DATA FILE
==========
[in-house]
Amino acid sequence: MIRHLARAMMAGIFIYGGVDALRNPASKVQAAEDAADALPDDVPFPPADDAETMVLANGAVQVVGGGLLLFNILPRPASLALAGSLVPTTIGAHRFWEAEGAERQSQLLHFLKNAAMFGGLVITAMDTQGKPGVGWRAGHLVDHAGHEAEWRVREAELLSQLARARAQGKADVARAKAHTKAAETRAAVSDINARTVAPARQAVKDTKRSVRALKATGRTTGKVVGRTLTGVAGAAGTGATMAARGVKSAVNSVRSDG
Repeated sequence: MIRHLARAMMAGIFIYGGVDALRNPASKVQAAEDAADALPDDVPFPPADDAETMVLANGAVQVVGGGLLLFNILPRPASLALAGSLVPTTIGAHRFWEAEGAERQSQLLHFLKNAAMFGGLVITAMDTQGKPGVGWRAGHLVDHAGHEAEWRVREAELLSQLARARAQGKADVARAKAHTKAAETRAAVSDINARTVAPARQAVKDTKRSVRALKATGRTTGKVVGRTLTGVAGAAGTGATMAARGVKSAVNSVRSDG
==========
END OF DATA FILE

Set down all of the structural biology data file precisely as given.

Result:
[in-house]
Amino acid sequence: MIRHLARAMMAGIFIYGGVDALRNPASKVQAAEDAADALPDDVPFPPADDAETMVLANGAVQVVGGGLLLFNILPRPASLALAGSLVPTTIGAHRFWEAEGAERQSQLLHFLKNAAMFGGLVITAMDTQGKPGVGWRAGHLVDHAGHEAEWRVREAELLSQLARARAQGKADVARAKAHTKAAETRAAVSDINARTVAPARQAVKDTKRSVRALKATGRTTGKVVGRTLTGVAGAAGTGATMAARGVKSAVNSVRSDG
Repeated sequence: MIRHLARAMMAGIFIYGGVDALRNPASKVQAAEDAADALPDDVPFPPADDAETMVLANGAVQVVGGGLLLFNILPRPASLALAGSLVPTTIGAHRFWEAEGAERQSQLLHFLKNAAMFGGLVITAMDTQGKPGVGWRAGHLVDHAGHEAEWRVREAELLSQLARARAQGKADVARAKAHTKAAETRAAVSDINARTVAPARQAVKDTKRSVRALKATGRTTGKVVGRTLTGVAGAAGTGATMAARGVKSAVNSVRSDG